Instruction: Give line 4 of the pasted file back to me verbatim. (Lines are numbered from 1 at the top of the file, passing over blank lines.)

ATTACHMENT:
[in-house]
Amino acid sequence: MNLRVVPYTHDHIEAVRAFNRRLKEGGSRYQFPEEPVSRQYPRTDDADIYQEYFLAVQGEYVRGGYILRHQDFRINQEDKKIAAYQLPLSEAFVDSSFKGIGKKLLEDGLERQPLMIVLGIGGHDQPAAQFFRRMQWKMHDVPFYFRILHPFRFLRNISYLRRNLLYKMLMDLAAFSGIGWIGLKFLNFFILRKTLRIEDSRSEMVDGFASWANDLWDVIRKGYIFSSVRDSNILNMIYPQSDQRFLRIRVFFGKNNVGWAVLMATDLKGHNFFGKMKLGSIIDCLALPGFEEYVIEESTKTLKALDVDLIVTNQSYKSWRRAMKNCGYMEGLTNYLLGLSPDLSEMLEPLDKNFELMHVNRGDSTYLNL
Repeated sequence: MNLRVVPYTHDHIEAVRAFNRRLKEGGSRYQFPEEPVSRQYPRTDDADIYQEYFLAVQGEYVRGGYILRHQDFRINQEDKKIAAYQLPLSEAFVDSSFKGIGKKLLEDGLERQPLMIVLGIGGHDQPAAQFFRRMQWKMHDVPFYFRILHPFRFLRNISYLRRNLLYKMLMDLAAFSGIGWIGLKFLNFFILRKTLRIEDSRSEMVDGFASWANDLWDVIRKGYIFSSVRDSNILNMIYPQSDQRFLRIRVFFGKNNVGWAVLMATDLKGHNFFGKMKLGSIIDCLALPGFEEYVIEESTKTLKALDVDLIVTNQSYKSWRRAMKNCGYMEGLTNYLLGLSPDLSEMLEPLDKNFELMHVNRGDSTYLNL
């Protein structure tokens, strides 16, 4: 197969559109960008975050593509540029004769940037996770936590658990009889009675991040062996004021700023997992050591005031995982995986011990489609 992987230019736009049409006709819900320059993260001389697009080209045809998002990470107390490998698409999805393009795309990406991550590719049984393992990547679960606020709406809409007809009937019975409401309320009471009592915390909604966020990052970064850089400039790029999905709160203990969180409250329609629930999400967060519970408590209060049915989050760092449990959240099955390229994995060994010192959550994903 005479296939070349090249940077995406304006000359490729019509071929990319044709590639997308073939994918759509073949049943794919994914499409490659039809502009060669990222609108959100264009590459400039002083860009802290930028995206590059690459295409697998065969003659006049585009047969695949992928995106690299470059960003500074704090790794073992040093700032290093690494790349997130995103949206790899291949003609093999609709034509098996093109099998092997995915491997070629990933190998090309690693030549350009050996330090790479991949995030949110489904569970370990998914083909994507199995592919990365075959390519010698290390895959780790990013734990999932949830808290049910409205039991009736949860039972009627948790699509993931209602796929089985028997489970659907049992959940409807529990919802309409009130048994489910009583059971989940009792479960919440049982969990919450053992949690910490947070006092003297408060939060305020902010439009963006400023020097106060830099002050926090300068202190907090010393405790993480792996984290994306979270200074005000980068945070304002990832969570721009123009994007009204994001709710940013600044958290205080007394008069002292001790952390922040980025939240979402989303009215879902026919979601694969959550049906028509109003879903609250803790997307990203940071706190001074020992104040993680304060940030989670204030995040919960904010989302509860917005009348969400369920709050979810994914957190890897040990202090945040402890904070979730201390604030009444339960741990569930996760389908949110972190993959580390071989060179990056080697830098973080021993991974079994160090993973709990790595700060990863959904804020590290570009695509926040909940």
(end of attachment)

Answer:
């Protein structure tokens, strides 16, 4: 197969559109960008975050593509540029004769940037996770936590658990009889009675991040062996004021700023997992050591005031995982995986011990489609 992987230019736009049409006709819900320059993260001389697009080209045809998002990470107390490998698409999805393009795309990406991550590719049984393992990547679960606020709406809409007809009937019975409401309320009471009592915390909604966020990052970064850089400039790029999905709160203990969180409250329609629930999400967060519970408590209060049915989050760092449990959240099955390229994995060994010192959550994903 005479296939070349090249940077995406304006000359490729019509071929990319044709590639997308073939994918759509073949049943794919994914499409490659039809502009060669990222609108959100264009590459400039002083860009802290930028995206590059690459295409697998065969003659006049585009047969695949992928995106690299470059960003500074704090790794073992040093700032290093690494790349997130995103949206790899291949003609093999609709034509098996093109099998092997995915491997070629990933190998090309690693030549350009050996330090790479991949995030949110489904569970370990998914083909994507199995592919990365075959390519010698290390895959780790990013734990999932949830808290049910409205039991009736949860039972009627948790699509993931209602796929089985028997489970659907049992959940409807529990919802309409009130048994489910009583059971989940009792479960919440049982969990919450053992949690910490947070006092003297408060939060305020902010439009963006400023020097106060830099002050926090300068202190907090010393405790993480792996984290994306979270200074005000980068945070304002990832969570721009123009994007009204994001709710940013600044958290205080007394008069002292001790952390922040980025939240979402989303009215879902026919979601694969959550049906028509109003879903609250803790997307990203940071706190001074020992104040993680304060940030989670204030995040919960904010989302509860917005009348969400369920709050979810994914957190890897040990202090945040402890904070979730201390604030009444339960741990569930996760389908949110972190993959580390071989060179990056080697830098973080021993991974079994160090993973709990790595700060990863959904804020590290570009695509926040909940």